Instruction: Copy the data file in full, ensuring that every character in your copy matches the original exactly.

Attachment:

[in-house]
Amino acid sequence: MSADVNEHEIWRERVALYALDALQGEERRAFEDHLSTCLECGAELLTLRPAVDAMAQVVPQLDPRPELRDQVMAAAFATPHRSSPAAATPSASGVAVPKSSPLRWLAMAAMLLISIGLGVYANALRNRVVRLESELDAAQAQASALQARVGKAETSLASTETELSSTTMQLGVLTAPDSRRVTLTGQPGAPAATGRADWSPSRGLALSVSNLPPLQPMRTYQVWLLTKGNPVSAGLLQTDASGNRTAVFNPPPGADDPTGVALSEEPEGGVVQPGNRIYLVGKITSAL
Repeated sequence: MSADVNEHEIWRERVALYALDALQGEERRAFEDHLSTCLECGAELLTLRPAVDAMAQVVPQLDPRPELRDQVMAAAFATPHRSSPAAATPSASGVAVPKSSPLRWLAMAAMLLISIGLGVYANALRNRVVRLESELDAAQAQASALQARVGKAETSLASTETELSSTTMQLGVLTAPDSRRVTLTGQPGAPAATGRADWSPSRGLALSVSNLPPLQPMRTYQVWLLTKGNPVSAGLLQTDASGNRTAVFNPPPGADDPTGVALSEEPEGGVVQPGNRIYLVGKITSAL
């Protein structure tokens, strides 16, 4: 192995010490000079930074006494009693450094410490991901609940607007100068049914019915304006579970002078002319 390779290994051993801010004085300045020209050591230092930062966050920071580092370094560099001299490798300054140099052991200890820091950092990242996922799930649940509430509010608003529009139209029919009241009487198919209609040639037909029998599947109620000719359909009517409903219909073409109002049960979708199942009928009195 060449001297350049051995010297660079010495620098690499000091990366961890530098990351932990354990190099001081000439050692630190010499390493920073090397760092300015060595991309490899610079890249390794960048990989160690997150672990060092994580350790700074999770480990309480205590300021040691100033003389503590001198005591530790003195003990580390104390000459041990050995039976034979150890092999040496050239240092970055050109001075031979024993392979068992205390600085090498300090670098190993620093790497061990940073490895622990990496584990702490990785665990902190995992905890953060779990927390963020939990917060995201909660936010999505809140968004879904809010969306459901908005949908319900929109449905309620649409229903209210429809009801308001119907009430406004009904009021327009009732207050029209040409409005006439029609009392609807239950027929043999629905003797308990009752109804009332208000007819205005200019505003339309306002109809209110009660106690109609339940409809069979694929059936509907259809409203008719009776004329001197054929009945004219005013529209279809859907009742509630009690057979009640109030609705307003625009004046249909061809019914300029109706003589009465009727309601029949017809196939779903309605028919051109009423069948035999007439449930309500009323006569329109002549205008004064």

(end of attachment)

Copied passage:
[in-house]
Amino acid sequence: MSADVNEHEIWRERVALYALDALQGEERRAFEDHLSTCLECGAELLTLRPAVDAMAQVVPQLDPRPELRDQVMAAAFATPHRSSPAAATPSASGVAVPKSSPLRWLAMAAMLLISIGLGVYANALRNRVVRLESELDAAQAQASALQARVGKAETSLASTETELSSTTMQLGVLTAPDSRRVTLTGQPGAPAATGRADWSPSRGLALSVSNLPPLQPMRTYQVWLLTKGNPVSAGLLQTDASGNRTAVFNPPPGADDPTGVALSEEPEGGVVQPGNRIYLVGKITSAL
Repeated sequence: MSADVNEHEIWRERVALYALDALQGEERRAFEDHLSTCLECGAELLTLRPAVDAMAQVVPQLDPRPELRDQVMAAAFATPHRSSPAAATPSASGVAVPKSSPLRWLAMAAMLLISIGLGVYANALRNRVVRLESELDAAQAQASALQARVGKAETSLASTETELSSTTMQLGVLTAPDSRRVTLTGQPGAPAATGRADWSPSRGLALSVSNLPPLQPMRTYQVWLLTKGNPVSAGLLQTDASGNRTAVFNPPPGADDPTGVALSEEPEGGVVQPGNRIYLVGKITSAL
């Protein structure tokens, strides 16, 4: 192995010490000079930074006494009693450094410490991901609940607007100068049914019915304006579970002078002319 390779290994051993801010004085300045020209050591230092930062966050920071580092370094560099001299490798300054140099052991200890820091950092990242996922799930649940509430509010608003529009139209029919009241009487198919209609040639037909029998599947109620000719359909009517409903219909073409109002049960979708199942009928009195 060449001297350049051995010297660079010495620098690499000091990366961890530098990351932990354990190099001081000439050692630190010499390493920073090397760092300015060595991309490899610079890249390794960048990989160690997150672990060092994580350790700074999770480990309480205590300021040691100033003389503590001198005591530790003195003990580390104390000459041990050995039976034979150890092999040496050239240092970055050109001075031979024993392979068992205390600085090498300090670098190993620093790497061990940073490895622990990496584990702490990785665990902190995992905890953060779990927390963020939990917060995201909660936010999505809140968004879904809010969306459901908005949908319900929109449905309620649409229903209210429809009801308001119907009430406004009904009021327009009732207050029209040409409005006439029609009392609807239950027929043999629905003797308990009752109804009332208000007819205005200019505003339309306002109809209110009660106690109609339940409809069979694929059936509907259809409203008719009776004329001197054929009945004219005013529209279809859907009742509630009690057979009640109030609705307003625009004046249909061809019914300029109706003589009465009727309601029949017809196939779903309605028919051109009423069948035999007439449930309500009323006569329109002549205008004064």